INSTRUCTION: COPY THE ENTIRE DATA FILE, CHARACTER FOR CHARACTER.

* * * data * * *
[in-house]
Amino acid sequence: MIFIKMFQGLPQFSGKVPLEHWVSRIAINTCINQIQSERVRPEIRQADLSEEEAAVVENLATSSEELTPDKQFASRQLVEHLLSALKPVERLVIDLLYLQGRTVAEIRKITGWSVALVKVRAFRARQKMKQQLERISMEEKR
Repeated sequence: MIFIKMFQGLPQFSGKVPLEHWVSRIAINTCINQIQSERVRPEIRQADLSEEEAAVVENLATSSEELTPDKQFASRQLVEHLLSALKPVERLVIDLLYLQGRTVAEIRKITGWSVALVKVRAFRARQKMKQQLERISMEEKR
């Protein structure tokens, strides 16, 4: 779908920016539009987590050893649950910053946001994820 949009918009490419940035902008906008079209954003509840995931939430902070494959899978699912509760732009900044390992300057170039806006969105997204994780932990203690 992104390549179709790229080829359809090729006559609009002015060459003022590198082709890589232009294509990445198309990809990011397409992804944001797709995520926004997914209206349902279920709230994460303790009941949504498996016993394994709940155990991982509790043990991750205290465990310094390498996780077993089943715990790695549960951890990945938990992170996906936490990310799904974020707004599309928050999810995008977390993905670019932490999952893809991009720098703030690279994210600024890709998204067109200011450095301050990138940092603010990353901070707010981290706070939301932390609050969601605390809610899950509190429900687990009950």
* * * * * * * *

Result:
[in-house]
Amino acid sequence: MIFIKMFQGLPQFSGKVPLEHWVSRIAINTCINQIQSERVRPEIRQADLSEEEAAVVENLATSSEELTPDKQFASRQLVEHLLSALKPVERLVIDLLYLQGRTVAEIRKITGWSVALVKVRAFRARQKMKQQLERISMEEKR
Repeated sequence: MIFIKMFQGLPQFSGKVPLEHWVSRIAINTCINQIQSERVRPEIRQADLSEEEAAVVENLATSSEELTPDKQFASRQLVEHLLSALKPVERLVIDLLYLQGRTVAEIRKITGWSVALVKVRAFRARQKMKQQLERISMEEKR
């Protein structure tokens, strides 16, 4: 779908920016539009987590050893649950910053946001994820 949009918009490419940035902008906008079209954003509840995931939430902070494959899978699912509760732009900044390992300057170039806006969105997204994780932990203690 992104390549179709790229080829359809090729006559609009002015060459003022590198082709890589232009294509990445198309990809990011397409992804944001797709995520926004997914209206349902279920709230994460303790009941949504498996016993394994709940155990991982509790043990991750205290465990310094390498996780077993089943715990790695549960951890990945938990992170996906936490990310799904974020707004599309928050999810995008977390993905670019932490999952893809991009720098703030690279994210600024890709998204067109200011450095301050990138940092603010990353901070707010981290706070939301932390609050969601605390809610899950509190429900687990009950």